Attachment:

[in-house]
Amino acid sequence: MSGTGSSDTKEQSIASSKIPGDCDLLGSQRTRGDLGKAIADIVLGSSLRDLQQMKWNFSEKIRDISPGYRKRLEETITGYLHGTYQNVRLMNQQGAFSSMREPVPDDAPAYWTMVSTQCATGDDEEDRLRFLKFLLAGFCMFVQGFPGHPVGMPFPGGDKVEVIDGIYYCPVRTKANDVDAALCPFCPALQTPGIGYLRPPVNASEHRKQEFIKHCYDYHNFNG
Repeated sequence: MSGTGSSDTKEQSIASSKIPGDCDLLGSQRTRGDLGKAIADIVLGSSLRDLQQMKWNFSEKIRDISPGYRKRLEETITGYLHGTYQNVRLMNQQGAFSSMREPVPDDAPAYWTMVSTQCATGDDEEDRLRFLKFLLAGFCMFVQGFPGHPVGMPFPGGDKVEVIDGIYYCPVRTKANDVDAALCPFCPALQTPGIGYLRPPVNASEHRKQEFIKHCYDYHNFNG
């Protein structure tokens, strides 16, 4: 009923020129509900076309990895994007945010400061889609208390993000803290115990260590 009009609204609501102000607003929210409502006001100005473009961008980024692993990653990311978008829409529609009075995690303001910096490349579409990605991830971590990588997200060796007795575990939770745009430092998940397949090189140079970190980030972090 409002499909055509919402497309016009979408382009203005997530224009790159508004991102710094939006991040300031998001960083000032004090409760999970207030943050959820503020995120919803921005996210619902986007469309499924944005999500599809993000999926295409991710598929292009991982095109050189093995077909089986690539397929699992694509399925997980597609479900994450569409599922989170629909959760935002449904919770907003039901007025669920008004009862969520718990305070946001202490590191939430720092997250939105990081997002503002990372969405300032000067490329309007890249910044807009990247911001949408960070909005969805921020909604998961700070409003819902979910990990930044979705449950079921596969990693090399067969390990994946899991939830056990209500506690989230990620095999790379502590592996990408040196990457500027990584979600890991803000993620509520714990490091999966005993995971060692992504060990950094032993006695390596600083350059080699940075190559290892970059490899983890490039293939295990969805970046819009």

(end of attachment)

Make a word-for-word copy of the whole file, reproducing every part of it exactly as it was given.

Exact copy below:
[in-house]
Amino acid sequence: MSGTGSSDTKEQSIASSKIPGDCDLLGSQRTRGDLGKAIADIVLGSSLRDLQQMKWNFSEKIRDISPGYRKRLEETITGYLHGTYQNVRLMNQQGAFSSMREPVPDDAPAYWTMVSTQCATGDDEEDRLRFLKFLLAGFCMFVQGFPGHPVGMPFPGGDKVEVIDGIYYCPVRTKANDVDAALCPFCPALQTPGIGYLRPPVNASEHRKQEFIKHCYDYHNFNG
Repeated sequence: MSGTGSSDTKEQSIASSKIPGDCDLLGSQRTRGDLGKAIADIVLGSSLRDLQQMKWNFSEKIRDISPGYRKRLEETITGYLHGTYQNVRLMNQQGAFSSMREPVPDDAPAYWTMVSTQCATGDDEEDRLRFLKFLLAGFCMFVQGFPGHPVGMPFPGGDKVEVIDGIYYCPVRTKANDVDAALCPFCPALQTPGIGYLRPPVNASEHRKQEFIKHCYDYHNFNG
């Protein structure tokens, strides 16, 4: 009923020129509900076309990895994007945010400061889609208390993000803290115990260590 009009609204609501102000607003929210409502006001100005473009961008980024692993990653990311978008829409529609009075995690303001910096490349579409990605991830971590990588997200060796007795575990939770745009430092998940397949090189140079970190980030972090 409002499909055509919402497309016009979408382009203005997530224009790159508004991102710094939006991040300031998001960083000032004090409760999970207030943050959820503020995120919803921005996210619902986007469309499924944005999500599809993000999926295409991710598929292009991982095109050189093995077909089986690539397929699992694509399925997980597609479900994450569409599922989170629909959760935002449904919770907003039901007025669920008004009862969520718990305070946001202490590191939430720092997250939105990081997002503002990372969405300032000067490329309007890249910044807009990247911001949408960070909005969805921020909604998961700070409003819902979910990990930044979705449950079921596969990693090399067969390990994946899991939830056990209500506690989230990620095999790379502590592996990408040196990457500027990584979600890991803000993620509520714990490091999966005993995971060692992504060990950094032993006695390596600083350059080699940075190559290892970059490899983890490039293939295990969805970046819009």